Monday, September 26, 2022

Frightening, 6,100 meteorites are falling on the earth every year

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There are millions of rock fragments that hit Earth from space each year, but they burn up in Earth’s atmosphere and look like shooting stars in the sky. Photo/Explanation of the Universe

Montevideo Millions of rocks move from outer space every year Earth , but burns up in Earth’s atmosphere and looks like a shooting star in the sky. Of these, about 6,100 every year. are there Meteorite enter the atmosphere and fall on the surface of the earth.

Rocks that land on Earth from outer space are called meteorites. Scientists estimate that fewer than 10,000 meteorites hit Earth’s soil or water. Space rocks that usually end up as meteorites are known as meteorites, small asteroids, or the smallest rock members of the Solar System.

“About 6,100 meteorites fall to Earth per year, and about 1,800[fall]on the ground,” said Gonzalo Tancredi, an astronomer at the University of the Republic in Montevideo, Uruguay. 2022).

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According to the American Meteor Society (AMS), meteorites range in size from large boulders about 3 feet or 1 meter across to micrometers the size of dust grains. To estimate how many meteorites hit Earth each year, Tancredi analyzed data from the Meteorological Society.

From 2007 to 2018, there were 95 reports of meteorites falling to Earth, an average of about 7.9 reports per year. It is impossible to know with certainty how many meteorites fell into the ocean and remained submerged to the bottom.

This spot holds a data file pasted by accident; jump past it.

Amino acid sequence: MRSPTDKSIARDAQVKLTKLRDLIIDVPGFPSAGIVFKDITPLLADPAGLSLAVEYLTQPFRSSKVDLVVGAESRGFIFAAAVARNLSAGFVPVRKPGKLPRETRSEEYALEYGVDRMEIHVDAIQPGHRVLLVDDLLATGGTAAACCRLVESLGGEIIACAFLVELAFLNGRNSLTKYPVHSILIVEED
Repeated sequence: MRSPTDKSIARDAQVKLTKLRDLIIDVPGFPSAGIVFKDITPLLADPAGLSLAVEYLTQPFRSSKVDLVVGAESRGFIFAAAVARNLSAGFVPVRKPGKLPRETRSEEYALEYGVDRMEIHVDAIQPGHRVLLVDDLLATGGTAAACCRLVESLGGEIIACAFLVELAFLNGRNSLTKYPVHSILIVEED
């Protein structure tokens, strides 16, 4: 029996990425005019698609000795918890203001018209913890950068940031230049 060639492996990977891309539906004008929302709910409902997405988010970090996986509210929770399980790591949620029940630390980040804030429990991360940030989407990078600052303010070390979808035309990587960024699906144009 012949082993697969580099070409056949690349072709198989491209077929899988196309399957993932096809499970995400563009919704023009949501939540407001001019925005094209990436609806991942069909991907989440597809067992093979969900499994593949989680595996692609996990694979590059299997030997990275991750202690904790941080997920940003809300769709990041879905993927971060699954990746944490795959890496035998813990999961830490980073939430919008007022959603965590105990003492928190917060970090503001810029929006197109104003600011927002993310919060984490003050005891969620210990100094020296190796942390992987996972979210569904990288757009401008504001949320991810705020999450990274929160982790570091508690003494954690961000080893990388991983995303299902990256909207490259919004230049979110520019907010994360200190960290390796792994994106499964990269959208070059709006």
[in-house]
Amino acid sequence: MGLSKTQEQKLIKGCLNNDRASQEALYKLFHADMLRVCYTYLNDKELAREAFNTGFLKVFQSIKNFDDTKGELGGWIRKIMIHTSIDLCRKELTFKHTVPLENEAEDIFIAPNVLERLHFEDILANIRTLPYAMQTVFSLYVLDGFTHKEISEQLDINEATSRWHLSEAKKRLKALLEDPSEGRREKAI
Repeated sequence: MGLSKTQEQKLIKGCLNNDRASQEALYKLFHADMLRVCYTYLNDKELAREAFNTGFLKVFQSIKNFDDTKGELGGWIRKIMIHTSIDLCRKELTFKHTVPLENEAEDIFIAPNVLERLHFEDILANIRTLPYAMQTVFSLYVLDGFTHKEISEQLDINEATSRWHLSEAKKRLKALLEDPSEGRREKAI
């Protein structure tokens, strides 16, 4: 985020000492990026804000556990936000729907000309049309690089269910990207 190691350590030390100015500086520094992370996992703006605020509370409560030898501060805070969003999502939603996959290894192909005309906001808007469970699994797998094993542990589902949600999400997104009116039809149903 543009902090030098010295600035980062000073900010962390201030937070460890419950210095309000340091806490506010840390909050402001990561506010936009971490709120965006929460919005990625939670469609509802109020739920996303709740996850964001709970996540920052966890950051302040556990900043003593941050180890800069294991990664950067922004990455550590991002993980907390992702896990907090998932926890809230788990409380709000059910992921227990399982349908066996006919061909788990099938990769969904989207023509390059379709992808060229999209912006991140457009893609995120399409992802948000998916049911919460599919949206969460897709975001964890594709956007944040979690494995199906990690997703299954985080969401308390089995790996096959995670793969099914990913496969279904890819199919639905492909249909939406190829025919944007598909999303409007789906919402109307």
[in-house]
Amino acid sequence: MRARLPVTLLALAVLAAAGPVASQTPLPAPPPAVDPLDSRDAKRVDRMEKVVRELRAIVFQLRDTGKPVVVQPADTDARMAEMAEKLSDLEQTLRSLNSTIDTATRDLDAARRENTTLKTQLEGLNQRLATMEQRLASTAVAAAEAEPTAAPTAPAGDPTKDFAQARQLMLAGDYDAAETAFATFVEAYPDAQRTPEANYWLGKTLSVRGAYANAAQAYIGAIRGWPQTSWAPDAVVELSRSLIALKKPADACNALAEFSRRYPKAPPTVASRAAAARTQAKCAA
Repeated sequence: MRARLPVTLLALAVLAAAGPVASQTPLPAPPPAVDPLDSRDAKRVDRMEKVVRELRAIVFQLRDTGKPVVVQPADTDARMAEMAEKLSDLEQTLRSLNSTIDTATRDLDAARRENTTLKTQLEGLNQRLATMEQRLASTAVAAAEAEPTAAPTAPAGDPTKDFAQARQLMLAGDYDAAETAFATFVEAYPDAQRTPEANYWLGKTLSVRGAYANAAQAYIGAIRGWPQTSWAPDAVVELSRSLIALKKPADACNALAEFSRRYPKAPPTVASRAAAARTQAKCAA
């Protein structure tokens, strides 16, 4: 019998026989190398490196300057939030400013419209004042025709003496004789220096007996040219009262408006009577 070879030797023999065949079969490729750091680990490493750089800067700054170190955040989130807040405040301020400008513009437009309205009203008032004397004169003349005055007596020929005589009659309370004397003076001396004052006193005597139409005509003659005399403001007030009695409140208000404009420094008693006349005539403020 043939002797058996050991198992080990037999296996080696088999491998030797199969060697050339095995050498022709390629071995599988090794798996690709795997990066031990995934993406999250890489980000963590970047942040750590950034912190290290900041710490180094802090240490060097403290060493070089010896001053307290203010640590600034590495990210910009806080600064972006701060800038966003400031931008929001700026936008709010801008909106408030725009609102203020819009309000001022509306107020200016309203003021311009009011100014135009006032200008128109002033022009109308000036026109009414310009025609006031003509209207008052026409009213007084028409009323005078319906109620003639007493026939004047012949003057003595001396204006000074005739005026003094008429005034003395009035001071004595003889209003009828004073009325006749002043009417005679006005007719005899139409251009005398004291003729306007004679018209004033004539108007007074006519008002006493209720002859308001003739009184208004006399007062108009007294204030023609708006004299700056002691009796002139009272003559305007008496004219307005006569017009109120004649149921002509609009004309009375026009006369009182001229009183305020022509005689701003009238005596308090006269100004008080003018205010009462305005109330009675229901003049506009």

Tancredi estimated that the total number of terrestrial meteorites that fell to Earth is equal to the number of meteorites reported in urban areas divided by the percentage of Earth’s land area covered by urban sprawl. It is known, 29% of the Earth’s surface is covered by land and 55% of the people live in urban areas, which cover about 0.44% of the land.

Read also; 14 kg meteorite found in Swedish forest

Tancredi noted that the space rock, measuring about 33 feet, or 10 meters, is expected to enter Earth’s atmosphere every six to 10 years. A rock large enough to cause an eruption like the Tunguska event of 1908 in Russia occurs every 500 years.

Large-scale cosmic impacts from a rock about 3,280 feet, or 1 km wide, are estimated to occur every 300,000 to 500,000 years. “The kind of collision that ended the Cretaceous and wiped out the dinosaurs probably happened once every 100 million to 200 million years,” he said.


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